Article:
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‘Consumers understand climate science better now — their ecological choices are shaped by peers, visibilit

Kenneth Gillingham teaches economics at Yale University. Speaking to Srijana Mitra Das, he discusses upcoming energy transitions, what shapes consumers’ ecological behaviour — and what’s driving the US administration’s environmental thrust:

What transitions are most likely by 2030 in a fossil fuel-intensive sector like transport?
The technology for electrifying transport has improved enormously over the last decade. Battery prices have seen major cost declines, from $1,200 to about $100 per kWh. Most large automakers are pushing forward very quickly now — General Motors has said by 2035, all their vehicles will be electric while Volkswagen has said they will stop producing combustion

engines

by 2026. There will be very quick electrification of transport, with lower emissions creating a much lower carbon economy. But the health gains will far outweigh the climate benefits in the short run. There will be sharp drops in pollution — the evidence is unassailable that if you breathe in high levels of particulate matter, the health impacts are serious. So, these transitions will reduce premature mortality for millions of people globally.

You worked in the White House Council of Economic Advisers in 2015-16. Have ecological understandings from then shaped the current US administration’s environmental urgency?
The Obama administration both performed actual actions to address climate change and laid the groundwork for future action by supporting scientists and forming inf luential analyses. For instance, it demonstrated how the Recovery Act of 2009 in clean energy investments influenced the growth of this industry. The Council of Economic Advisers also put out a report on the costs of delaying action on climate change. All these steps played a role. But the bigger factor influencing the thrust now is a much more widespread understanding among people around climate change. Scientists have accumulated unarguable evidence. One way has been through attribution studies where you can attribute a hurricane to climate change or say that a tropical cyclone was one and a half times worse due to this. This has greatly helped make the public case for climate action.

Do you foresee a carbon tax on US industry soon?
I’d like to — but honestly, I don’t see it happening soon. I can imagine something similar to a carbon tax on electricity, like the clean energy standard (CES). I can also imagine a carbon tax-like mechanism being applied to transport. But industry is the last place this would likely be applied, due to concerns about international competitiveness and companies moving out of the country causing job losses. The possibility of a carbon tax on industry will increase only if this is applied together in several places around the world.

You’ve studied incentives that can change consumers’ environmental behaviour — can you share some insights?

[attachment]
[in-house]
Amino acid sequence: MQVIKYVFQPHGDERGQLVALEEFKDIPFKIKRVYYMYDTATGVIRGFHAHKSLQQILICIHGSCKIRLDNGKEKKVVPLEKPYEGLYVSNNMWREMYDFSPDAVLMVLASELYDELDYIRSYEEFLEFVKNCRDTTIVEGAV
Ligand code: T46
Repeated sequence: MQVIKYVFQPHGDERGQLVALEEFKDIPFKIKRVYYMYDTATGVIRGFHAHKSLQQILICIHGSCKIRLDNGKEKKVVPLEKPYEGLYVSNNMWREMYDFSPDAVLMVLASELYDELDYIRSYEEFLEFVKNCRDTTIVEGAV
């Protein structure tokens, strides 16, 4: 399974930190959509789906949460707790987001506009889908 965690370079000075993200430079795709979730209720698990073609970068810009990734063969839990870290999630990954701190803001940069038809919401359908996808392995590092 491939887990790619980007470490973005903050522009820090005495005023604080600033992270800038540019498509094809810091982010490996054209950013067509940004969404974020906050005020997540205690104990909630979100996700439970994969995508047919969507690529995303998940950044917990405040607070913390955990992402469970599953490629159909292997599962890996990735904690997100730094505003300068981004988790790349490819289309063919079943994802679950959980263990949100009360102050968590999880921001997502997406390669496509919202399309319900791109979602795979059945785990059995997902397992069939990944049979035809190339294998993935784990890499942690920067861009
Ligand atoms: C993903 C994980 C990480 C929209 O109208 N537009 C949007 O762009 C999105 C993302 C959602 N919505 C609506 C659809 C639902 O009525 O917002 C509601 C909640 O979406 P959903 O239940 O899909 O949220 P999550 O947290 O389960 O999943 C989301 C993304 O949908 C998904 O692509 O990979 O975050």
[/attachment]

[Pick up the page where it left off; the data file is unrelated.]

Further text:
I’ve found that consumers’ perceptions of a pro-environmental activity, like setting up rooftop solar panels for electricity or modifying one’s front yard design to save water, can change based on the information they’re provided — this comes often from their peers, their own observations and information via messages and mail.

In terms of peers, there’s a very strong contagion effect — if you’ve installed solar, it makes it more likely that your neighbour will do so too. The effect is stronger when the pro-environment activity is visible to people — you can see my solar panels if you walk by my house. They look quite good and seeing them, other people have said, ‘That looks nice, maybe we can do it too’, and many actually have. I’ve also studied how different messages reach different groups of customers. Wealthier folk often responded more to messaging telling them how much they’d save by installing solar. Low-income households responded to a community-based outreach discussing how solar power would help everybody. On installing solar, these communities reported higher satisfaction because they had a different motivation.

If you make pro-environment activities something you can talk to your neighbours about, if it’s visible and the messages are designed to match the group you’re trying to reach, you can effectively change consumer behaviour.

With climate change now intensifying heatwaves, increasing energy demand and thereby emissions, are we heading into a vicious cycle of warming?
There is evidence of a vicious cycle with air conditioning notably. Its use grows with people getting wealthier but heatwaves are exacerbating this. British Columbia in Canada recently reached 125 °F — the hottest they’ve ever seen. Such heat impacts are dangerous and will lead more people to get air conditioning even in Vancouver. But we can decarbonise electricity, develop more efficient air conditioning and reduce electricity use with better designed appliances. I’m optimistic that despite the extra electricity load, with air conditioning and electrifying transport, this can be developed in a more low carbon way.